Super Better's strength in this regard is the deep ties you form with your allies. Part psychotherapists couch, part happy hour with your mates having a whinge, it's a great format to blow off steam. Habit's Tavern gives you a more ephemeral and tenuous connection with a larger number of people, which is equally good but in a different way. Parties are similar to, but a pale comparison of the camaraderie of SB allies.
This is a tricky call, I think SB wins it slightly, because there's no pay-out apart from the input of your allies, so making up stuff is pointless there. In fact, you're more likely to not list losses when you've battled a bad guy, as you're often not at a computer when you do, and you likely don't want to revisit while you type it up again, even if they give you good advice. Because of buying gear/getting drops/wanting health/leveling up/keeping streaks there's sometimes the motivation to cheat in Habit. Yeah yeah, you're only cheating yourself, but it's just a little tick mark, so what's it hurt?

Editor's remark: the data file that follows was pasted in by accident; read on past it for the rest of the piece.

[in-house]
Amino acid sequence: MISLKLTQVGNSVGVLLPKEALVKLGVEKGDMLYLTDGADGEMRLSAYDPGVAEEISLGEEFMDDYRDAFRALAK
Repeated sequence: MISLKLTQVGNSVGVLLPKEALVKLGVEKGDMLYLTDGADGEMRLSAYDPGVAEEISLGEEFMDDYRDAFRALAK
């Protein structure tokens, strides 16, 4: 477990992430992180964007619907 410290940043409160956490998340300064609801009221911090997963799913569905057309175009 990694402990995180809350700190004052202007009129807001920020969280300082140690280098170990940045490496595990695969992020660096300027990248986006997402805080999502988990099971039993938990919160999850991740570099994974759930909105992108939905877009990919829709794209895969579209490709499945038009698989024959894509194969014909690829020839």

Unless they click on something or make a comment, there's no way to tell if an ally has logged in on SB. If you don't hear from them for a week, you don't know if they're busy, on holidays, or have stopped playing. When you click on someone's name in Habit, it shows you the last time they logged in, and some Zzz's if they're staying in the inn (often done when you're on holidays or sick), so you do have some feedback there if they're around and about.
Level of Detail:
Super Better wins this - and I'm not talking graphics.